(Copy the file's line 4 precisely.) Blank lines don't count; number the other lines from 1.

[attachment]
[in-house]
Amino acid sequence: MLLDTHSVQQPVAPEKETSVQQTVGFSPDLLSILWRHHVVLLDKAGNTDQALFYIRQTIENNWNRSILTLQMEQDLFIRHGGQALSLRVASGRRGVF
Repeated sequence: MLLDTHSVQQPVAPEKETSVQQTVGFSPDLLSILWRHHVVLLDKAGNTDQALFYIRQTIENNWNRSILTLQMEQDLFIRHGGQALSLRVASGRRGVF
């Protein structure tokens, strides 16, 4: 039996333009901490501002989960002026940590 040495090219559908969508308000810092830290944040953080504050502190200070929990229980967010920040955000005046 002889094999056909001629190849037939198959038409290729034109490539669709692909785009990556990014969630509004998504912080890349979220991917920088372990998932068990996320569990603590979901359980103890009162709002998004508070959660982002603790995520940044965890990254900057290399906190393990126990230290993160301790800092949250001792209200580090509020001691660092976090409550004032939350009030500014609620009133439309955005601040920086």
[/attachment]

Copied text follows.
């Protein structure tokens, strides 16, 4: 039996333009901490501002989960002026940590 040495090219559908969508308000810092830290944040953080504050502190200070929990229980967010920040955000005046 002889094999056909001629190849037939198959038409290729034109490539669709692909785009990556990014969630509004998504912080890349979220991917920088372990998932068990996320569990603590979901359980103890009162709002998004508070959660982002603790995520940044965890990254900057290399906190393990126990230290993160301790800092949250001792209200580090509020001691660092976090409550004032939350009030500014609620009133439309955005601040920086």